What It Means to Me to Be a Woman of Color on Campus

Allow me to start off by painting a mental picture for you of who I am: I’m 5’3”, a little bit on the fuller side, and, depending on what day you see me, I’ll either have long blonde hair or short brown hair. I have funky glasses that, according to my mom, make me look like Malcolm X and there is a 90% chance that you'll hear me before you see me. Oh, and I’m biracial. It’s not an afterthought, just something I never really considered to describe myself. When I got to college, however, this drastically changed for me.

When I transferred to Carthage the second semester of my freshman year, I was amazed at the diversity in my classrooms. At my first college (we’ll spare the details), the only time I really was used to seeing people that looked like me was at our Black Student Union meetings. It was kind of odd to me how everyone sort of flocked together. I remember my second week there someone yelled the N-word out of one of our 10-story dormitories. It was for that reason and many others that I decided to transfer.

Photo courtesy of Karina Lee

Since I’ve transferred to Carthage, I’ve felt very comfortable. It hurts me to know that some students don’t feel like they belong or have found their place just yet. As with most everything in life, there's still work to be done here but I feel like as a campus we are on a pretty good path. We have phenomenal diversity and equity and inclusion staff here who put on great programs and discussion series. Social justice issues never get pushed under the rug—which is something I feel a lot of other campuses lack. When I step outside of my dorm, I feel safe. I feel respected and I feel like I am given the same education as everyone else.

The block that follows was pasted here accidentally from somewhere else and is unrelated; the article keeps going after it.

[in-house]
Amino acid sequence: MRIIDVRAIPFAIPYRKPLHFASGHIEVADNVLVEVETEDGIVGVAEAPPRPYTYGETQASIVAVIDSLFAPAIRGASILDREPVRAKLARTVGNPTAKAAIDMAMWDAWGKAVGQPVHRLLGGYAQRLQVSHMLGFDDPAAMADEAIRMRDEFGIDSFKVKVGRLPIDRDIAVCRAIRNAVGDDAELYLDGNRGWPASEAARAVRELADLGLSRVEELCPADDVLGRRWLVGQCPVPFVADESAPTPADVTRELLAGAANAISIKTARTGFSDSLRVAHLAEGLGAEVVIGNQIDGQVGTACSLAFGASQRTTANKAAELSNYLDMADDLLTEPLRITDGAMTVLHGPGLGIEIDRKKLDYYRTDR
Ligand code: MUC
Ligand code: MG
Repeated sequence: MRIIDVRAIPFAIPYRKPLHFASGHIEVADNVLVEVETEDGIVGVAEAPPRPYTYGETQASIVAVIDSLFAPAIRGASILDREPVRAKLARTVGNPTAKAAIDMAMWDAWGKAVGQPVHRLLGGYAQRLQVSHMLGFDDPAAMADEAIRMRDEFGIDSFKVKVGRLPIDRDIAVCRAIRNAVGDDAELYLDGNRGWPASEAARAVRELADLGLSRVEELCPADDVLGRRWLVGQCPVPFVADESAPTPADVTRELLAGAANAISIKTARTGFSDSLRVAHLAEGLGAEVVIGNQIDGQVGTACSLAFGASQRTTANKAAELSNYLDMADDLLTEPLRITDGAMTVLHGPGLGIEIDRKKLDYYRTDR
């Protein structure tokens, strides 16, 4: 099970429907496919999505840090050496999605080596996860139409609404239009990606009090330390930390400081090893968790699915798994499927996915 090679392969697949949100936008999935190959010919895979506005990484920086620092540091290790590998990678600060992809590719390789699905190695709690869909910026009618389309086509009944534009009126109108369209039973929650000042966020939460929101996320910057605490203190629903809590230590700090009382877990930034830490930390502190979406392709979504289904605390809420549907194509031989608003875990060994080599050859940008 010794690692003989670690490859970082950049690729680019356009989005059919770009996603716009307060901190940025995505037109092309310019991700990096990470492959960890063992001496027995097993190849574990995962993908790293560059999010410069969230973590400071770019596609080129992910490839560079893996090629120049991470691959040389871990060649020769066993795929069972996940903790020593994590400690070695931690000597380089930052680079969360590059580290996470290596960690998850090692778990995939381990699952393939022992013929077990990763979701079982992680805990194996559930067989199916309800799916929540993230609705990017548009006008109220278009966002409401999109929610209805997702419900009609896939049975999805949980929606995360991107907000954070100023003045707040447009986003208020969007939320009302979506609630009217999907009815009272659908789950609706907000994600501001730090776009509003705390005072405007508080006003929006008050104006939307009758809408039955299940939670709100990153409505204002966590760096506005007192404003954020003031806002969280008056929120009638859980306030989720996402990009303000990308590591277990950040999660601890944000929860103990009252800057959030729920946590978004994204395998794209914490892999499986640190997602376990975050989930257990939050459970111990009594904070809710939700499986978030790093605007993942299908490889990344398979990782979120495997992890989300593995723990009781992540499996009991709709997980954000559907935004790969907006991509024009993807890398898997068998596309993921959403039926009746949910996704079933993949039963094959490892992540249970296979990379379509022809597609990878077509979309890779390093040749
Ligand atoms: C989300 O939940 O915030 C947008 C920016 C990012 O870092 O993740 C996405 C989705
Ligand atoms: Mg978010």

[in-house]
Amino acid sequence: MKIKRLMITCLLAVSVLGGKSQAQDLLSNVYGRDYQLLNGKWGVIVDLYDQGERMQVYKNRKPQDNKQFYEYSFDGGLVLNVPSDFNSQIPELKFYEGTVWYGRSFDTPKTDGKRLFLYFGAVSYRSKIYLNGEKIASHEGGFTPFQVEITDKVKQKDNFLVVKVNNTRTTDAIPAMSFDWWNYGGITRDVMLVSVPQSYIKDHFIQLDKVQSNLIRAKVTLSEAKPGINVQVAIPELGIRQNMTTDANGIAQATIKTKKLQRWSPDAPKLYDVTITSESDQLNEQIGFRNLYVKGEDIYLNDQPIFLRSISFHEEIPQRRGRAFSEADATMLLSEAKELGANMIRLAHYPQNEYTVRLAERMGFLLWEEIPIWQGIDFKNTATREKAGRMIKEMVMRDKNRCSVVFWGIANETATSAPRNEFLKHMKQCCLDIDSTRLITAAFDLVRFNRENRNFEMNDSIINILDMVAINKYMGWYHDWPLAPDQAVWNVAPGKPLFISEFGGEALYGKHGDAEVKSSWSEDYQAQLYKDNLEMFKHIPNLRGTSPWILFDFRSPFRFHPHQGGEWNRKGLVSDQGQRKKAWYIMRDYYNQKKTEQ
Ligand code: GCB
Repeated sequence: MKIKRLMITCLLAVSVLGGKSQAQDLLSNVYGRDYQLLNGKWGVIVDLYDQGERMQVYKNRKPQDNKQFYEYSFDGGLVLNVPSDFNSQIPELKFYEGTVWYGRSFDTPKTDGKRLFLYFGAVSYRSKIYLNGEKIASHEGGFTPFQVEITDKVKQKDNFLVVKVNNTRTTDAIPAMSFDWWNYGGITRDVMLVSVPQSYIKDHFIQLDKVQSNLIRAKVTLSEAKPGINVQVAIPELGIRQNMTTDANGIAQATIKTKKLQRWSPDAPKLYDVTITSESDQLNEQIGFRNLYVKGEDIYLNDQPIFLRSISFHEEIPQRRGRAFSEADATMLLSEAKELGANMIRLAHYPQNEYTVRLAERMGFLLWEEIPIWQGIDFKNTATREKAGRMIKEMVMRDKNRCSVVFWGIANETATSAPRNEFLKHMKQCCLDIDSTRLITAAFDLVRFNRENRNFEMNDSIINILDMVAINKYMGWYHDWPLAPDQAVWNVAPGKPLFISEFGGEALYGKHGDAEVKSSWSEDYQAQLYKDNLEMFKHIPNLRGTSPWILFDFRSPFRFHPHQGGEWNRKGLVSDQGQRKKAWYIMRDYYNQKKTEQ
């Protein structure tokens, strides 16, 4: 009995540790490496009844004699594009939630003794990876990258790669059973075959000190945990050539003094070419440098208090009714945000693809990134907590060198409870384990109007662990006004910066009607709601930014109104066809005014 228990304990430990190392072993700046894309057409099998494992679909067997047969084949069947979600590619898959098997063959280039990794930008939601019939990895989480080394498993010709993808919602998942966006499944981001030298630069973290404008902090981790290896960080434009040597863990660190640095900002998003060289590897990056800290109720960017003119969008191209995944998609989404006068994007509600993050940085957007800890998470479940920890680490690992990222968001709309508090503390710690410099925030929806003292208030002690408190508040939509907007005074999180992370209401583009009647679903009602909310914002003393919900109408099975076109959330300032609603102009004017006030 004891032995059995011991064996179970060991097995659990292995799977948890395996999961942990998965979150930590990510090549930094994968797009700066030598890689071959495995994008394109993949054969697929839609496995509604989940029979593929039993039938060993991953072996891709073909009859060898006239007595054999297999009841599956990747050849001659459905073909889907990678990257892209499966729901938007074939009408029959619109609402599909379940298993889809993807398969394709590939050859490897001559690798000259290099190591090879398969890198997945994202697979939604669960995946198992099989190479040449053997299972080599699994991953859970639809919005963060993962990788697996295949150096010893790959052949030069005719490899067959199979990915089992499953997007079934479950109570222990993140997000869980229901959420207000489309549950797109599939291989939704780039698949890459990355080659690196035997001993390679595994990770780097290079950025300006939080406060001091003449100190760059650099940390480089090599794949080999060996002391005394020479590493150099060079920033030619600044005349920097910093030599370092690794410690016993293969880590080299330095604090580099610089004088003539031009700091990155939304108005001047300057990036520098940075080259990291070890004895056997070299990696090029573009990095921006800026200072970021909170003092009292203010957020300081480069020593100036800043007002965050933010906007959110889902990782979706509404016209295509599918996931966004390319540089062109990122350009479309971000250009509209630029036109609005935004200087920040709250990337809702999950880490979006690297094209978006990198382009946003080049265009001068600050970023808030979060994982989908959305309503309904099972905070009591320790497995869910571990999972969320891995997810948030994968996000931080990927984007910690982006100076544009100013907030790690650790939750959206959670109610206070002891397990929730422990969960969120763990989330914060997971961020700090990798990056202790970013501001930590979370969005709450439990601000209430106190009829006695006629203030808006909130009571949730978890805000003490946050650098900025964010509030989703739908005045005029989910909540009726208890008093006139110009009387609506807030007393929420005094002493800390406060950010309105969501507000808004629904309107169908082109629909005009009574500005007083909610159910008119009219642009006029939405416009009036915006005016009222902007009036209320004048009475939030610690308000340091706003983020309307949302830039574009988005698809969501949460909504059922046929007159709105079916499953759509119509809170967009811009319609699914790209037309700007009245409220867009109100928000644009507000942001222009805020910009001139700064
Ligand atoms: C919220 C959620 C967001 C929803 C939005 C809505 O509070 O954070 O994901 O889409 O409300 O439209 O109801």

In some respects, I wish that more minorities were represented in certain areas on campus. I do what I can to get involved in clubs and organizations where I feel like my voice and my opinion and my outlook on life will be recognized and respected. I’m proud to be black. I’m proud to be Latina. I’m proud to have a voice on my campus and I proudly represent women and people of color in everything that I do.

Disclaimer: This article was not meant to speak for an entire group of people. My experiences are just that—MINE.  

Rep image courtesy of Karina Lee